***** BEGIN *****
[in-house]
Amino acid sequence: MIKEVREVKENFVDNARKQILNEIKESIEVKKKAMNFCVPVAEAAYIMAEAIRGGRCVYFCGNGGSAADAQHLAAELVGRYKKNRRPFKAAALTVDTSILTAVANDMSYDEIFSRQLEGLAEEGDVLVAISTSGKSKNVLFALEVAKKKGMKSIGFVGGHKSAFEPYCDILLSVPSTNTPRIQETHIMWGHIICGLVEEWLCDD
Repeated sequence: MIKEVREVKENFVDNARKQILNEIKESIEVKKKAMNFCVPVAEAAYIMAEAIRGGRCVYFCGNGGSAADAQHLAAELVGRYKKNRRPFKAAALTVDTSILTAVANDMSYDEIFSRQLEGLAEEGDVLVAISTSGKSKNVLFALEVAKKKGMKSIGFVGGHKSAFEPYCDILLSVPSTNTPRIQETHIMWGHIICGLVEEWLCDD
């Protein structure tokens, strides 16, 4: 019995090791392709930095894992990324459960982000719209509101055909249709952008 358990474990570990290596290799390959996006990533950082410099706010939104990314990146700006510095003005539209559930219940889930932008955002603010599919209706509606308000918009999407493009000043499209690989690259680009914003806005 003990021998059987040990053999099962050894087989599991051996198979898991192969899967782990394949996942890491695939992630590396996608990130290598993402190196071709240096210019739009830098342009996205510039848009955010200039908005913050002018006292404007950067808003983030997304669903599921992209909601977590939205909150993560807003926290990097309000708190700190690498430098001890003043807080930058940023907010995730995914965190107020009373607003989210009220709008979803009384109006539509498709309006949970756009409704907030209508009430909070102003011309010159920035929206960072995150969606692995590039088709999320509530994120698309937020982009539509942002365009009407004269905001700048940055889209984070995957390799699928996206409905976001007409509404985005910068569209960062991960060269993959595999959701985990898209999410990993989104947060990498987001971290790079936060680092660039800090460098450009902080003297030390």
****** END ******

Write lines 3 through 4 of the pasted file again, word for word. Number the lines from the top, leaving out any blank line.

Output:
Repeated sequence: MIKEVREVKENFVDNARKQILNEIKESIEVKKKAMNFCVPVAEAAYIMAEAIRGGRCVYFCGNGGSAADAQHLAAELVGRYKKNRRPFKAAALTVDTSILTAVANDMSYDEIFSRQLEGLAEEGDVLVAISTSGKSKNVLFALEVAKKKGMKSIGFVGGHKSAFEPYCDILLSVPSTNTPRIQETHIMWGHIICGLVEEWLCDD
């Protein structure tokens, strides 16, 4: 019995090791392709930095894992990324459960982000719209509101055909249709952008 358990474990570990290596290799390959996006990533950082410099706010939104990314990146700006510095003005539209559930219940889930932008955002603010599919209706509606308000918009999407493009000043499209690989690259680009914003806005 003990021998059987040990053999099962050894087989599991051996198979898991192969899967782990394949996942890491695939992630590396996608990130290598993402190196071709240096210019739009830098342009996205510039848009955010200039908005913050002018006292404007950067808003983030997304669903599921992209909601977590939205909150993560807003926290990097309000708190700190690498430098001890003043807080930058940023907010995730995914965190107020009373607003989210009220709008979803009384109006539509498709309006949970756009409704907030209508009430909070102003011309010159920035929206960072995150969606692995590039088709999320509530994120698309937020982009539509942002365009009407004269905001700048940055889209984070995957390799699928996206409905976001007409509404985005910068569209960062991960060269993959595999959701985990898209999410990993989104947060990498987001971290790079936060680092660039800090460098450009902080003297030390």